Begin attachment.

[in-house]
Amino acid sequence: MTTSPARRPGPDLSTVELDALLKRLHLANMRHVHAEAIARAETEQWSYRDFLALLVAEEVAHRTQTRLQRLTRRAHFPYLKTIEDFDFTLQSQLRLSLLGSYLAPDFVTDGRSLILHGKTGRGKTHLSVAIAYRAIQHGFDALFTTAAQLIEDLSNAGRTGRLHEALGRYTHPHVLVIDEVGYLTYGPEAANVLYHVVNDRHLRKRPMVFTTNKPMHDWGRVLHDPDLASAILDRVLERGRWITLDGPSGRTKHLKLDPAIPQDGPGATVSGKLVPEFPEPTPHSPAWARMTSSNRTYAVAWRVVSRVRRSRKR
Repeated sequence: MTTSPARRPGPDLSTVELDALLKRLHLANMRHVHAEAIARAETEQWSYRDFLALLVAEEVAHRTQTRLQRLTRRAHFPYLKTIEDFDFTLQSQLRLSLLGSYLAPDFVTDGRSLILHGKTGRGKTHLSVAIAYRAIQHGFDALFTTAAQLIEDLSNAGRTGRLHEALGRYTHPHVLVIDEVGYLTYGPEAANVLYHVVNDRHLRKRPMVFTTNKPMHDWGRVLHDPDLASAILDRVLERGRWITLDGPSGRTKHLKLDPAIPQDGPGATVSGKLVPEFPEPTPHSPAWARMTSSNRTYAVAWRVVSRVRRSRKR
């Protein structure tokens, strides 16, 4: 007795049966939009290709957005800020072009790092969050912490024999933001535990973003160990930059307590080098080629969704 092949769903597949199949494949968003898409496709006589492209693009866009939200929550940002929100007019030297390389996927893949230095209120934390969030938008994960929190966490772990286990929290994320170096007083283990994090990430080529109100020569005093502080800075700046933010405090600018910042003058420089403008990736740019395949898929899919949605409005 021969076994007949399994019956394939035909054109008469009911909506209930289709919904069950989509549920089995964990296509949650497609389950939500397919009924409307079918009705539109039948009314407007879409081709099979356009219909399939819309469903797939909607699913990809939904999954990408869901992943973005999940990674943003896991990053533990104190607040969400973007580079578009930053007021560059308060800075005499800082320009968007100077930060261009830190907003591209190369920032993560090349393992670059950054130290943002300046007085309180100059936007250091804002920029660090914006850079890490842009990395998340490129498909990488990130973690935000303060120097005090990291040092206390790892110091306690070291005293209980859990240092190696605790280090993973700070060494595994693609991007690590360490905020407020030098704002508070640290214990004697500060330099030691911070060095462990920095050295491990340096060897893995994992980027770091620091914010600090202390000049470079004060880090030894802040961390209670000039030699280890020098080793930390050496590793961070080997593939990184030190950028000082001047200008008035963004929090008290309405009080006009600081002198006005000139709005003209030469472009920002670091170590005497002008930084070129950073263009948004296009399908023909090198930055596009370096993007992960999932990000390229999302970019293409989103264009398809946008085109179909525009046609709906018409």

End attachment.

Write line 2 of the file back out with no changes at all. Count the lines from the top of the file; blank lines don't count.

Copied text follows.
Amino acid sequence: MTTSPARRPGPDLSTVELDALLKRLHLANMRHVHAEAIARAETEQWSYRDFLALLVAEEVAHRTQTRLQRLTRRAHFPYLKTIEDFDFTLQSQLRLSLLGSYLAPDFVTDGRSLILHGKTGRGKTHLSVAIAYRAIQHGFDALFTTAAQLIEDLSNAGRTGRLHEALGRYTHPHVLVIDEVGYLTYGPEAANVLYHVVNDRHLRKRPMVFTTNKPMHDWGRVLHDPDLASAILDRVLERGRWITLDGPSGRTKHLKLDPAIPQDGPGATVSGKLVPEFPEPTPHSPAWARMTSSNRTYAVAWRVVSRVRRSRKR